Sunday, December 13, 2009
Labour Peer, Alan Haworth should be investigated by the serious fraud office for his Westminister expenses claims
Rules, it has been said are a trap to catch those who have no initiative.
In some sense that is true but rules can also used as a screen for self advancement such as in the case of Labour Peer, Alan Haworth.
Alan Haworth lives in London, England that is his main residence.
But for the purposes of ripping off the British Taxpayer legally, he has designated his holiday cottage in Avoch, in the Moray Firth, 575 miles from London as his main residence.
The British taxpayers are paying for a former Labour party official’s holiday cottage.
But it gets better; Haworth owns multiple homes in London.
Since becoming a Lord in 2004 he has claimed more than £100,000.
Some people with the exception of the Labour Party and Lord Haworth may call that outright criminal fraud as the allowances are for people who live outside London.
Alan Haworth has been quite cute by buying a small fisherman’s cottage in Avoch, in the Moray Firth, north-east Scotland and telling the Commons Authorities it is his main home.
Funny enough, now the story is in the public domain, Lord Haworth has disappeared from it; he isn’t taking calls and answering questions.
On top of his £100,000 claim is another £20,000 in travel expenses, some might ask, are we paying him to go on holiday and/or manage his property portfolio?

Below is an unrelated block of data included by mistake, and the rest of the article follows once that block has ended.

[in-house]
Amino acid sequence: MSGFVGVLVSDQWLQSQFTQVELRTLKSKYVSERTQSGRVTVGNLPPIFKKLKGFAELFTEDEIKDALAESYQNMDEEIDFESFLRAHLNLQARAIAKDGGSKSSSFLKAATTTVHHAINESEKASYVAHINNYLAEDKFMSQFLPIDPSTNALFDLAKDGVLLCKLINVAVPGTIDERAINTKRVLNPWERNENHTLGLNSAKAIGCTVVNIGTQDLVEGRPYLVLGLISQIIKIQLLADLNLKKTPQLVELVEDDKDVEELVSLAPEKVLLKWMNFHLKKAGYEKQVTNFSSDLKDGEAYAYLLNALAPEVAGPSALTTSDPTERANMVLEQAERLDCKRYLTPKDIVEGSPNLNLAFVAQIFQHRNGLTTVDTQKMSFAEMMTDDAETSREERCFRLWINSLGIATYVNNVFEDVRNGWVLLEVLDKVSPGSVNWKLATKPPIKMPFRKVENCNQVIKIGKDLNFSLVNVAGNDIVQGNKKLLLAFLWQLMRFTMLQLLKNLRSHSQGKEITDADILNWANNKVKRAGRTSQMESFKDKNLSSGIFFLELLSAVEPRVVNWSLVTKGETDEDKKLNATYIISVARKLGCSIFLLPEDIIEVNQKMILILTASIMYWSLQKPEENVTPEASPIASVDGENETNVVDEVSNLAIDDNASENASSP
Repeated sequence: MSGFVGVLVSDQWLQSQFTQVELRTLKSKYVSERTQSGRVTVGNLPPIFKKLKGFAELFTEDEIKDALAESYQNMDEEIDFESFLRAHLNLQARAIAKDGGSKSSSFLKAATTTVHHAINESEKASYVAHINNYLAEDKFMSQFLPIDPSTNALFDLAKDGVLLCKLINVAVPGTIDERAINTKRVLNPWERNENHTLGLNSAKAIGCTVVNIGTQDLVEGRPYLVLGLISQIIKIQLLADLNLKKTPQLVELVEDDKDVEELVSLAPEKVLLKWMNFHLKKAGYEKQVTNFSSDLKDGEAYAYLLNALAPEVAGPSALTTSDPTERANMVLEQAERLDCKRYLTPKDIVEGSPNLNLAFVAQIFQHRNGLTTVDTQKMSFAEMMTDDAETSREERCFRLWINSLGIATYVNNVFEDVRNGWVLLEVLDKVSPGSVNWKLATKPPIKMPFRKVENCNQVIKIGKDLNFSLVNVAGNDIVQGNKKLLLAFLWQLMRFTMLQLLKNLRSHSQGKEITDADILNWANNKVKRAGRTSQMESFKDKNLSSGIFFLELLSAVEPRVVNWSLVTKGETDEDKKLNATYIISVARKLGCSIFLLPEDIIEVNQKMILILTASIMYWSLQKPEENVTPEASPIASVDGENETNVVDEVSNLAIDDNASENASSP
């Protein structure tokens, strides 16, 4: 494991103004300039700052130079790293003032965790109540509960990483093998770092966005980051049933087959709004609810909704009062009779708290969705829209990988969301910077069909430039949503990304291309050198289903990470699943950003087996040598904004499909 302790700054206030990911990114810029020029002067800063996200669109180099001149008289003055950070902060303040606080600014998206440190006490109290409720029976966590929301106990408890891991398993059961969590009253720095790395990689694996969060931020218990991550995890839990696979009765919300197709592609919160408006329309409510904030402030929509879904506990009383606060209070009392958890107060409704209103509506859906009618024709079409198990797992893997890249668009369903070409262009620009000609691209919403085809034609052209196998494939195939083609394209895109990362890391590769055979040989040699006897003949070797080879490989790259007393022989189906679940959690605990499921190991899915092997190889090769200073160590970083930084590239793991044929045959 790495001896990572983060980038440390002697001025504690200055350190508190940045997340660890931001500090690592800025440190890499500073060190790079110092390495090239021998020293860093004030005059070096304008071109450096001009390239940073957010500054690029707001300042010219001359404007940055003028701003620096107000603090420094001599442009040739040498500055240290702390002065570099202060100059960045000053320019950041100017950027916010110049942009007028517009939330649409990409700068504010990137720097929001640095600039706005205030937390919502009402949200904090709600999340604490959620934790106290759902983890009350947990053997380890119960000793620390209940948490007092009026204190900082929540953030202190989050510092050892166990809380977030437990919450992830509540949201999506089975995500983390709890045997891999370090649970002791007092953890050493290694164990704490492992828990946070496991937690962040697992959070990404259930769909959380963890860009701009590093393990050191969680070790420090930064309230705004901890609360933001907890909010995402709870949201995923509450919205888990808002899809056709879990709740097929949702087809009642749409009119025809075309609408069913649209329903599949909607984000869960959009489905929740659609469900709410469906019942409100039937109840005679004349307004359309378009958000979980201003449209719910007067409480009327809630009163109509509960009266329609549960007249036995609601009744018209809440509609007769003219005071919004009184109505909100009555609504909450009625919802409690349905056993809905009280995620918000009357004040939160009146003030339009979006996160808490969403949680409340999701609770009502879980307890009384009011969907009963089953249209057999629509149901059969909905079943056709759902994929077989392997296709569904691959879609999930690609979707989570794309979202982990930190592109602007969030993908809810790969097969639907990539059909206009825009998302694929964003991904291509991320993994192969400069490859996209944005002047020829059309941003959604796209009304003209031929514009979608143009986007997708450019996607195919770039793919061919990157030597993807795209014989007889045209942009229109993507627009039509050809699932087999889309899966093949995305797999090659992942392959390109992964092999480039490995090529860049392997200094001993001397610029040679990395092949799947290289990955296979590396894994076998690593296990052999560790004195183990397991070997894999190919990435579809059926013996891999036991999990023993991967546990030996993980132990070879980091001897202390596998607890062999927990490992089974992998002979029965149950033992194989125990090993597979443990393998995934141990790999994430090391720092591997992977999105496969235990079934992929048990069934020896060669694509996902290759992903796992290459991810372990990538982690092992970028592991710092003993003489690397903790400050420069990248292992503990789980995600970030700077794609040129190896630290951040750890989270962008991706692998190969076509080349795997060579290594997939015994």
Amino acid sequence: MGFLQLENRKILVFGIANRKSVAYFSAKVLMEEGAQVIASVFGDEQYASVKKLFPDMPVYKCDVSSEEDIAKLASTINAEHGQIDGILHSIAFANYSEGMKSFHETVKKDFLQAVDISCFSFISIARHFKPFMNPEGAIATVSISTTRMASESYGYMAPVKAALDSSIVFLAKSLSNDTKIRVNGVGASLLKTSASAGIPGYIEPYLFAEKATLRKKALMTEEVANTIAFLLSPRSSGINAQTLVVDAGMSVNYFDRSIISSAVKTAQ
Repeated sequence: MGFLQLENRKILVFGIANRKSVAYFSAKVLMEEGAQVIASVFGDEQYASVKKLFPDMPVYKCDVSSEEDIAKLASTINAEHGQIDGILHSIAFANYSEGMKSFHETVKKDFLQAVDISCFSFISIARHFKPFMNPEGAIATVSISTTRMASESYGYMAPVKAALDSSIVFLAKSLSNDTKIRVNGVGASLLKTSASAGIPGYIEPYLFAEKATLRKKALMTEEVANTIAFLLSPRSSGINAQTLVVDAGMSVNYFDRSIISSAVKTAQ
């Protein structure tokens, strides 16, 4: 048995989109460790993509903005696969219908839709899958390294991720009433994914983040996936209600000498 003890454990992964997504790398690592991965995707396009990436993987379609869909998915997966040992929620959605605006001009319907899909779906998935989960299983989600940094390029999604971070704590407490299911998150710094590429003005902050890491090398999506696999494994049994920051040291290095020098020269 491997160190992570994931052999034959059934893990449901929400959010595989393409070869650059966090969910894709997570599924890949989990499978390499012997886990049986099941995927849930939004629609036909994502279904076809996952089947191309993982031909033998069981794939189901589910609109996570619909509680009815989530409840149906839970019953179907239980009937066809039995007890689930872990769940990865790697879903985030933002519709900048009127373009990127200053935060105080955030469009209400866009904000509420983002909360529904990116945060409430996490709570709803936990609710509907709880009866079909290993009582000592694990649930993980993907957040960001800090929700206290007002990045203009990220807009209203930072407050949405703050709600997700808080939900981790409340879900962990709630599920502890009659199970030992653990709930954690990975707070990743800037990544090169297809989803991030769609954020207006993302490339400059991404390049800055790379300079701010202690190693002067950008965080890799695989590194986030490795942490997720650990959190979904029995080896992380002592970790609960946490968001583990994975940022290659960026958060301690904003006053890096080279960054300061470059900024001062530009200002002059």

Matthew Elliott, chief executive of the TaxPayers’ Alliance, said;
“The Lords needs greater scrutiny and an inquiry similar to the one carried out by Sir Thomas Legg in the Commons”.
More than that a Police investigation wouldn’t go a miss either!
“It is absurd to call a cottage in Scotland your main home when you have lived in London for many years and own three other properties in the capital and abroad.”
Too true, I suspect the majority of the British public would agree with that statement.
Those Peers who genuinely live outside London can legally claim £174 a night for the cost of living in the capital while attending the Lords and also travel expenses.
There should be an investigation in Alan Haworth marrying up his Lord allowances along side his travel allowances.
I would say that there is a case for removal of peerages to be addressed as well.
But the last word should go to Alan Haworth’s neighbours in Scotland;
“We see him more than his wife, but he treats this home as a holiday home. He lives his life down south.”
The Campaign for Human Rights at Glasgow University